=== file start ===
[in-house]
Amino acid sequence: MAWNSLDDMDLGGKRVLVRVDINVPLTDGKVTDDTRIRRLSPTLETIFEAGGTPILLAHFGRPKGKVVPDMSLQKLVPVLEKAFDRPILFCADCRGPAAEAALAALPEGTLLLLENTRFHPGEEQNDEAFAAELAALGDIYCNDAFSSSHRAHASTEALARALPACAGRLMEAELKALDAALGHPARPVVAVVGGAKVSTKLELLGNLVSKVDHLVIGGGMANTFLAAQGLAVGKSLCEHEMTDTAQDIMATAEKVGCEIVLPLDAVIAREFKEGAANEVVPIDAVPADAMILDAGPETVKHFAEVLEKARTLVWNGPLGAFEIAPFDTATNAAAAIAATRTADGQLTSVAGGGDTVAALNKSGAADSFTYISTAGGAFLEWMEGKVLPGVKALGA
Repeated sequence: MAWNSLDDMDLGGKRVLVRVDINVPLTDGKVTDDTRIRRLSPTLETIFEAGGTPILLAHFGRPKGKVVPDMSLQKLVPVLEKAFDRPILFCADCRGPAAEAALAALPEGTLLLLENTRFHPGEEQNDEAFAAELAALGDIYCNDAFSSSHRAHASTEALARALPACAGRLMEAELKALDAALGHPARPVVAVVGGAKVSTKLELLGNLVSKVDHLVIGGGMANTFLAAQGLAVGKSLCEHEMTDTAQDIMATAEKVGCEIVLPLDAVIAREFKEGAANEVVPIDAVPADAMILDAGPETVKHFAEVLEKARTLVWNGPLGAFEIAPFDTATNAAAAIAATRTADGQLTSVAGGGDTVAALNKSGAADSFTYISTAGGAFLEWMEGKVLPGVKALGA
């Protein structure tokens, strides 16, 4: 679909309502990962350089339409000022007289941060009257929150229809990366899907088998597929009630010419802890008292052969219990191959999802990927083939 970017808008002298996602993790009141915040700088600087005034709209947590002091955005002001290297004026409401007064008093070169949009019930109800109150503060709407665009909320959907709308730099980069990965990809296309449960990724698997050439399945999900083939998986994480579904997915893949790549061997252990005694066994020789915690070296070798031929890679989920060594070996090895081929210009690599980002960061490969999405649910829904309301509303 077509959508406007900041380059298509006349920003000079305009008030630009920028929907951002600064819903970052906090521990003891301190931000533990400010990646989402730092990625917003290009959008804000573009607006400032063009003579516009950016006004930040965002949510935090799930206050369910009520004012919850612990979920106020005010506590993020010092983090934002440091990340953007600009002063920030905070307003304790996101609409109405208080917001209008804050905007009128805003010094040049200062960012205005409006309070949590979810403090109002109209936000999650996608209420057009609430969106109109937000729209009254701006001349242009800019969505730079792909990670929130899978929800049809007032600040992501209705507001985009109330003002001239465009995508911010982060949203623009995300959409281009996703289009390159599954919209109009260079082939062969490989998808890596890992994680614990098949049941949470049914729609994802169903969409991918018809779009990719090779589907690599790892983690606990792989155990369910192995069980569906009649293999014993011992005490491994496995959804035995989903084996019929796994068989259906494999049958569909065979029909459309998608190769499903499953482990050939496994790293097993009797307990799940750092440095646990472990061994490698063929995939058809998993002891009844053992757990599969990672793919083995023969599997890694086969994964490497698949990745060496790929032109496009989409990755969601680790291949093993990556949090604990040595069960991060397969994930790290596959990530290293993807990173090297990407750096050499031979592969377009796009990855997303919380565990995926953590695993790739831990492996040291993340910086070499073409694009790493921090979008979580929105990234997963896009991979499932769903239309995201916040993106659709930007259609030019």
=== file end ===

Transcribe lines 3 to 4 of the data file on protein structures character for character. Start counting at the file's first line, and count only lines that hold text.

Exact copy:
Repeated sequence: MAWNSLDDMDLGGKRVLVRVDINVPLTDGKVTDDTRIRRLSPTLETIFEAGGTPILLAHFGRPKGKVVPDMSLQKLVPVLEKAFDRPILFCADCRGPAAEAALAALPEGTLLLLENTRFHPGEEQNDEAFAAELAALGDIYCNDAFSSSHRAHASTEALARALPACAGRLMEAELKALDAALGHPARPVVAVVGGAKVSTKLELLGNLVSKVDHLVIGGGMANTFLAAQGLAVGKSLCEHEMTDTAQDIMATAEKVGCEIVLPLDAVIAREFKEGAANEVVPIDAVPADAMILDAGPETVKHFAEVLEKARTLVWNGPLGAFEIAPFDTATNAAAAIAATRTADGQLTSVAGGGDTVAALNKSGAADSFTYISTAGGAFLEWMEGKVLPGVKALGA
């Protein structure tokens, strides 16, 4: 679909309502990962350089339409000022007289941060009257929150229809990366899907088998597929009630010419802890008292052969219990191959999802990927083939 970017808008002298996602993790009141915040700088600087005034709209947590002091955005002001290297004026409401007064008093070169949009019930109800109150503060709407665009909320959907709308730099980069990965990809296309449960990724698997050439399945999900083939998986994480579904997915893949790549061997252990005694066994020789915690070296070798031929890679989920060594070996090895081929210009690599980002960061490969999405649910829904309301509303 077509959508406007900041380059298509006349920003000079305009008030630009920028929907951002600064819903970052906090521990003891301190931000533990400010990646989402730092990625917003290009959008804000573009607006400032063009003579516009950016006004930040965002949510935090799930206050369910009520004012919850612990979920106020005010506590993020010092983090934002440091990340953007600009002063920030905070307003304790996101609409109405208080917001209008804050905007009128805003010094040049200062960012205005409006309070949590979810403090109002109209936000999650996608209420057009609430969106109109937000729209009254701006001349242009800019969505730079792909990670929130899978929800049809007032600040992501209705507001985009109330003002001239465009995508911010982060949203623009995300959409281009996703289009390159599954919209109009260079082939062969490989998808890596890992994680614990098949049941949470049914729609994802169903969409991918018809779009990719090779589907690599790892983690606990792989155990369910192995069980569906009649293999014993011992005490491994496995959804035995989903084996019929796994068989259906494999049958569909065979029909459309998608190769499903499953482990050939496994790293097993009797307990799940750092440095646990472990061994490698063929995939058809998993002891009844053992757990599969990672793919083995023969599997890694086969994964490497698949990745060496790929032109496009989409990755969601680790291949093993990556949090604990040595069960991060397969994930790290596959990530290293993807990173090297990407750096050499031979592969377009796009990855997303919380565990995926953590695993790739831990492996040291993340910086070499073409694009790493921090979008979580929105990234997963896009991979499932769903239309995201916040993106659709930007259609030019």